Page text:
by the reactions they call forth: In November 1999, Abdessalam Yassine,
the leader of the most important Moroccan Islamist group al-Adl
wal-Ihsan (Justice and Welfare) wrote a remarkable letter addressing
Mohammed VI. Yassine depicts the young monarch as highly admired by
Moroccan youth. '[They] regard him as a friend, a symbol of liberation
and a promise for a better future. During the first weeks of his reign,
and wherever his inaugural campaign took him, the young king is greeted
with genuine and youthful enthusiasm. The Makhzen machinery, which
organised the funeral of the late Hassan II, plays a full role to
present to the crowd, overcome with cheers, a young man having great
presence, smiling and gesturing benevolently to the warm welcome of the
Despite Yassine's proposal to repatriate the royal family's fortune in
order to reduce Morocco's foreign debt, poverty and the unemployment
rate - a proposal considered offensive by the king and therefore
censured - Yassine in his letter does not suggest that Mohammed VI is
not to be trusted or that his mission has already failed. 'In this
beginning of November 1999, the young king has won the first round in
his glorious battle against "l'empire du mal". He has dismissed the
central pillar of the Makhzen. Hassan's odd-job man. Hassan's right-hand
man. Public enemy 2... In his speeches, the new king talks about a "new
concept of authority". He has brilliantly proven that he intends to act
accordingly. However, does he really intend to break off with the past?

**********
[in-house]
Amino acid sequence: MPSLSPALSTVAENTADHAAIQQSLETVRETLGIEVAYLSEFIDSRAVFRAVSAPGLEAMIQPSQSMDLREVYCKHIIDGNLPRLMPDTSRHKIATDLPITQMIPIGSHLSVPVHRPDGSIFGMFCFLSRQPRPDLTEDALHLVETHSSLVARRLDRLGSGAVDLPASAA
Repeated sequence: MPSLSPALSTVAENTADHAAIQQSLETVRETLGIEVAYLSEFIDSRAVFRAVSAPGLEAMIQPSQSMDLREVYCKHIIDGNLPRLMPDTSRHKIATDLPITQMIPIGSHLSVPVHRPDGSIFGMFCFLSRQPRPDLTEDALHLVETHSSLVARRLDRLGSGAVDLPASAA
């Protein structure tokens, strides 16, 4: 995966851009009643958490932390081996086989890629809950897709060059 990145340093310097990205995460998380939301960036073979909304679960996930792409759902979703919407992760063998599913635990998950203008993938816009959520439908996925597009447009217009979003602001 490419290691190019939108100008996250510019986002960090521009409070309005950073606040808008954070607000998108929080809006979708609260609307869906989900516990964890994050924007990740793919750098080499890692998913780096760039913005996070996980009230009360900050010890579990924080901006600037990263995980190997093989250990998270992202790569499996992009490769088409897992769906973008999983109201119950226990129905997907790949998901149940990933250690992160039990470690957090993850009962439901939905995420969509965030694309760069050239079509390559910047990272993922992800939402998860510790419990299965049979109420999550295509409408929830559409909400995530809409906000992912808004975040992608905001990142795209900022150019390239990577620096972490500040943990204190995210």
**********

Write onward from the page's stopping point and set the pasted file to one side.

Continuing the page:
Can he do so? When is the great revolution to take place?' (Yassine:
The old generation of leaders in the Middle East chose to counter the
growing tide of Islamism with more and more public space for a
paternalistic interpretation of what were deemed to be Muslim traditions
and practices. With the death of Hassan II, many observers doubted
whether Mohammed VI would acquire the spiritual authority as commander
of the faithful and the theological authority as highest religious
scholar that would guarantee him the support of the ulema. Now it seems
that this might not even be his strongest asset against the Islamist
opposition. It will be of interest for the whole Arab world to see which
notions of legitimacy and type of power will be put forward in a society
which is heavily struck by a crisis of religious and political meaning.
* Yassine explained that he had originally written the Memorandum in
French in order to reach Morocco's westernized French-speaking elite who
regard Arabic as a '"vernacular" language used only to communicate with
- Hammoudi, Abdellah (1997). Master and Disciple: The Cultural
Foundations of Moroccan Authoritarianism. Chicago.
- Yassine, Abdessalam (1999): Unpublished Memorandum.